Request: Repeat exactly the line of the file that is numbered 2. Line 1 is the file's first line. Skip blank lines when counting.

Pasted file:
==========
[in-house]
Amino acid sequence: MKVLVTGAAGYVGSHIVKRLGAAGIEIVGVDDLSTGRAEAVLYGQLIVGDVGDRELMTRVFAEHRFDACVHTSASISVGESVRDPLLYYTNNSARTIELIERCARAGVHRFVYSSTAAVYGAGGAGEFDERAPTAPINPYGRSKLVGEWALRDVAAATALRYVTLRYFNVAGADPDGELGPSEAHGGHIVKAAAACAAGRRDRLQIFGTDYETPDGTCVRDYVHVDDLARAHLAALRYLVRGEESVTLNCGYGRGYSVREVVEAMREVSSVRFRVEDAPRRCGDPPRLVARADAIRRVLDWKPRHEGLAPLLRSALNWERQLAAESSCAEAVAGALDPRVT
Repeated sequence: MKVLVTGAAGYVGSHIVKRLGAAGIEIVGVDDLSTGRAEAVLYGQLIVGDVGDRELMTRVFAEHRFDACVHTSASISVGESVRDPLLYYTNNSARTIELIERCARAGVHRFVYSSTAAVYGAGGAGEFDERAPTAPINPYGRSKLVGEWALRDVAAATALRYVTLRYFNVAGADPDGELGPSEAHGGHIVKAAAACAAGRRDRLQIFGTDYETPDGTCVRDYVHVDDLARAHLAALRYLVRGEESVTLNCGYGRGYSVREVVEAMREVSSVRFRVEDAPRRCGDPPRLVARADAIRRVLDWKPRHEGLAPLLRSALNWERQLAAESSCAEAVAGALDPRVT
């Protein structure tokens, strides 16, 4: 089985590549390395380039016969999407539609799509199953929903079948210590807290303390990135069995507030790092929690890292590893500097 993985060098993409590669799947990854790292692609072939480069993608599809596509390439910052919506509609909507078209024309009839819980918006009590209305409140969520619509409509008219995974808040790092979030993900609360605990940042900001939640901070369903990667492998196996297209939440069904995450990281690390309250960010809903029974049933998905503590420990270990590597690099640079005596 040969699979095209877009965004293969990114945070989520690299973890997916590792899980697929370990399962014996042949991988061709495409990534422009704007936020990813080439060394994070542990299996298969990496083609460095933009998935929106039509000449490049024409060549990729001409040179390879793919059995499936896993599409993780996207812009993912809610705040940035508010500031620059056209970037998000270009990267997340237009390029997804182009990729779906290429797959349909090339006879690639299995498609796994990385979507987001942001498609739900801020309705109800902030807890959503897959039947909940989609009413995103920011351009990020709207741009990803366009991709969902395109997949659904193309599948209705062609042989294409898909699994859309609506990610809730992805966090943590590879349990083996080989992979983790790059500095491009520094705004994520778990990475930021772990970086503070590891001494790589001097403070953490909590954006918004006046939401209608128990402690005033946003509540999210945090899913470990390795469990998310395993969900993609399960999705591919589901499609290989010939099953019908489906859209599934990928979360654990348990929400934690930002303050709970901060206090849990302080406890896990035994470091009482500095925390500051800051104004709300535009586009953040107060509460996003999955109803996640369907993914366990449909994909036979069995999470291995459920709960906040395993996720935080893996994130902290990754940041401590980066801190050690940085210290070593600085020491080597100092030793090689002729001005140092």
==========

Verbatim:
Amino acid sequence: MKVLVTGAAGYVGSHIVKRLGAAGIEIVGVDDLSTGRAEAVLYGQLIVGDVGDRELMTRVFAEHRFDACVHTSASISVGESVRDPLLYYTNNSARTIELIERCARAGVHRFVYSSTAAVYGAGGAGEFDERAPTAPINPYGRSKLVGEWALRDVAAATALRYVTLRYFNVAGADPDGELGPSEAHGGHIVKAAAACAAGRRDRLQIFGTDYETPDGTCVRDYVHVDDLARAHLAALRYLVRGEESVTLNCGYGRGYSVREVVEAMREVSSVRFRVEDAPRRCGDPPRLVARADAIRRVLDWKPRHEGLAPLLRSALNWERQLAAESSCAEAVAGALDPRVT